How Do Chess Players Think? Here Are The Facts!

Many people, in general, have this perception that chess players are geniuses and that they can see things way off into the future. There’s also been a film project called Chess Brains, a 1 hour long documentary about how chess players think and what makes them tick. So are chess players as bright and as intelligent as you think they are? And do chess players think in a certain way?

Probably not, while in general, most good chess players (at least ELO 2100) are pretty smart people (at least in my experience), they aren’t necessarily geniuses. For example, Garry Kasparov’s IQ was about 190, and Bobby Fischer’s IQ was about 180. But these two chess players were world champions, and even 190 isn’t even the highest IQ of all time. Indeed, world chess champions are probably all geniuses in their own right, no doubt about that.

How Do Chess Players Think?

I mean, chess has been shown to improve maths scores and school grades in general, so playing chess and learning how to plan and win games will help you become more intelligent. So I guess that’s not much of a surprise.

Another burgeoning opinion is that chess players are good at planning and strategic ideas. There is probably some truth to this, but it will be hard to create a standardized test that allows the person to demonstrate planning and strategic ideas. There is also artistry to planning and strategy, so this part will be hard to prove. But I agree with this.

Does intelligence correlate with chess?

A few people also think that chess players do nothing to play and think of chess all day long. One person thought that I had dreams of chess and “knights flying about.” Well, no, I have never personally had any dream (that I can remember) that was remotely related to chess.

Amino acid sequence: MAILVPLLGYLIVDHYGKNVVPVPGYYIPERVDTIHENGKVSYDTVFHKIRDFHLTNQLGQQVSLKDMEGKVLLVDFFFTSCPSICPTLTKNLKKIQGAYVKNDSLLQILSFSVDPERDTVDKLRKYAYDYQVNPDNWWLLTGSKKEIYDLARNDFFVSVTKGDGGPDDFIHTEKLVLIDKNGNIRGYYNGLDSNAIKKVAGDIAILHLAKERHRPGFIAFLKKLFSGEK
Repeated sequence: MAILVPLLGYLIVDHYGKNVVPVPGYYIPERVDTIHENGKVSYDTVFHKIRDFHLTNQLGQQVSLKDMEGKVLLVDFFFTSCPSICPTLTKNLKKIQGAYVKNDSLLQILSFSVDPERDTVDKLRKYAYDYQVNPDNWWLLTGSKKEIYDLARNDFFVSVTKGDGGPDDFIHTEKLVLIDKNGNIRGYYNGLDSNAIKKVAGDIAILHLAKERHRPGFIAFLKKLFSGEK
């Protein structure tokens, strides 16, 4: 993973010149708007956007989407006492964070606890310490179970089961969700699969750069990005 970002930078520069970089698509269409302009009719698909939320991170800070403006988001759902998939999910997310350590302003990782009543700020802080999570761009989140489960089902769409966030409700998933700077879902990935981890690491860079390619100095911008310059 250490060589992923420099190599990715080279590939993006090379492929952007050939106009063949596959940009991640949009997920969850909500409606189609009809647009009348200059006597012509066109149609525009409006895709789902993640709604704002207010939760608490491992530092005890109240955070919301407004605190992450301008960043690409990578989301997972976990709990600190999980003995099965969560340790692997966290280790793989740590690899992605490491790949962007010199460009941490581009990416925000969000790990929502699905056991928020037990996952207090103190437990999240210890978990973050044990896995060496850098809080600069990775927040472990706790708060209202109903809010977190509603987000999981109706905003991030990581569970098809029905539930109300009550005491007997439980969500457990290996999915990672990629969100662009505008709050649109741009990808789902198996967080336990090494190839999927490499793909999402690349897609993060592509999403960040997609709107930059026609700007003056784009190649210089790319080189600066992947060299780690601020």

I also do not think of chess all day long because I need to consider reality, staying employed, and living everyday life. So to think of nothing but chess all day long would be counter-productive to these “extra-curricular activities,” to say the least.

Back to chess and intelligence, the biggest question to answer in regards to this is, “does chess make you smarter, or does it just so happen that smart people play chess?” 

Maybe chess does make you smarter, and getting your kids or young people to play chess will help them improve their grades and become more successful in the future. Or maybe geniuses in lab coats, descendants of Albert Einstein, and extreme nerds play chess and commune in a dark basement to go to war with each other over an 8×8 board. Or maybe those homeless-looking people who play chess in the park are geniuses in disguise. Who knows?

But I would say that chess, for me personally, has helped me to think outside the square (no pun intended) and take more risks. “Take risks??” you might reply in bewilderment. “Isn’t chess a game where you run away from actual risks in real life?” you might also continue.

To play chess well, you need to take calculated risks and accept certain losses to gain an advantage.

Chess also makes me take more initiative since there is no motivation to attack, and thus, the game loses some appeal (to me, at least). As Wilhelm Steinitz, the first World Chess Champion, once said, “if you have the initiative, you must attack, otherwise you will lose it” or something like that (I paraphrase).

So does chess make you brighter and think better? I guess so, but then again, I’m not a genius. What do you think?

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